A religious order which sanctioned the near total demolition of an historic structure in Cork has agreed to reinstate it in full within four months of the rebuilding work starting.
The Sisters of the Sacred Heart of Jesus and Mary have now appointed JCA Architects as the conservation architects to oversee the reinstatement works at the Bessborough folly on the southside of Cork city.
A spokesperson for the city council’s planning department says drawings of the proposed reinstatement works have been submitted to the planning authority and the order has given an undertaking that the folly will be reinstated to its “original form” within four months from the time the works start on site.
However, some further documentation is required before council planners, its enforcement officers and its heritage experts can sign-off on the works.
There was outrage in March when it emerged that the top two storeys of the semi-ruined three-storey Pike family-built folly, located on the grounds of the former Bessborough mother and baby home, had been demolished.
The Order had argued that the folly presented a “major health and safety hazard due to crumbling mortar and loose stones” and that “repair work” was required.
It also said it had sought “professional advice” and established that the building was not on the Record of Monuments and Places and it said it had notified the Mother and Baby Homes Commission of its plans.
But when the extent and nature of the work became apparent, City Hall stepped in, called a halt to the work and opened an enforcement file.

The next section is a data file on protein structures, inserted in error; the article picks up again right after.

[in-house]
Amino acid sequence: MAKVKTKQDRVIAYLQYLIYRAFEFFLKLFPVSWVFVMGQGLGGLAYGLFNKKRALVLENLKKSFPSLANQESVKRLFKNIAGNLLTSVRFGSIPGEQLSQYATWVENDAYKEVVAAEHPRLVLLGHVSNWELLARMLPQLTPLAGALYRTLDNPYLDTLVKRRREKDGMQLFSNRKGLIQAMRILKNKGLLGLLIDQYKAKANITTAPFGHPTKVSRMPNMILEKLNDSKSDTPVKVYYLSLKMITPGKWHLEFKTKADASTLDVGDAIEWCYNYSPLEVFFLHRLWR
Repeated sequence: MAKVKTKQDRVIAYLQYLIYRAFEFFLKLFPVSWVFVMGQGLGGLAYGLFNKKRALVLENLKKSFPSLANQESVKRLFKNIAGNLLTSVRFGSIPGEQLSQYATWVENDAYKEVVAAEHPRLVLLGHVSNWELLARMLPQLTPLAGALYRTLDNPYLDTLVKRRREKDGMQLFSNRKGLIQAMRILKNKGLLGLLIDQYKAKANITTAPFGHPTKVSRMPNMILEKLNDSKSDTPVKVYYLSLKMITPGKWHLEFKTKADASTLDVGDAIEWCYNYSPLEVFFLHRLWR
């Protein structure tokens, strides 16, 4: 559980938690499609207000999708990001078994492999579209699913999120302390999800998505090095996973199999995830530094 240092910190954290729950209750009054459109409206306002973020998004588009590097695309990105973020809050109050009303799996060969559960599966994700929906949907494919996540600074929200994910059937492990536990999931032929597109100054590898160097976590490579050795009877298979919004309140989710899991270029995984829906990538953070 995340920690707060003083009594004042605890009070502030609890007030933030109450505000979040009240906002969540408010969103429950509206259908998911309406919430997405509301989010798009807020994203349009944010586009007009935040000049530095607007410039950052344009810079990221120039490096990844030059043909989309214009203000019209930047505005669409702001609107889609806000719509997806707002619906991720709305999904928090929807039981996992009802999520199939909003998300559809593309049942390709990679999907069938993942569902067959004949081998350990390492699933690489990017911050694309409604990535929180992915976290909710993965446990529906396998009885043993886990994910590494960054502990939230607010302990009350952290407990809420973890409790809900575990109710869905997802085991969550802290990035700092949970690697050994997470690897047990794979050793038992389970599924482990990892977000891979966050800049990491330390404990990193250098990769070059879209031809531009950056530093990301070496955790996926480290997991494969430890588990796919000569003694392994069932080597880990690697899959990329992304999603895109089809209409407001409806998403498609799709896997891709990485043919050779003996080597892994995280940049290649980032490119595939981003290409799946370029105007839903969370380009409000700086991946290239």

The structure which dates from 1870-1890 was described as an “important surviving landscape feature associated with the gardens of Bessborough House”.
While not a protected structure, it was the subject of a preservation order request from local historian Diarmuid Ó Drisceoil.
The latest update on the reconstruction timeline follows a meeting between representatives of the planning authority and the architectural firm working on behalf of the order earlier this month.
The meeting was held to discuss the submitted drawings and the timeline for the completion of the works.
The planning authority also requested the submission of extra details, including a formal planning drawing detailing the site compound, the haul route and ground mitigation works, and a complete “dated schedule” outlining the phases of the development.
Local Labour election candidate, Peter Horgan, who has been following the case closely for months, welcomed the update.
“I’m glad that the formal process has identified a strict timeline of four months to be followed in restoring this piece of historical significance,” he said.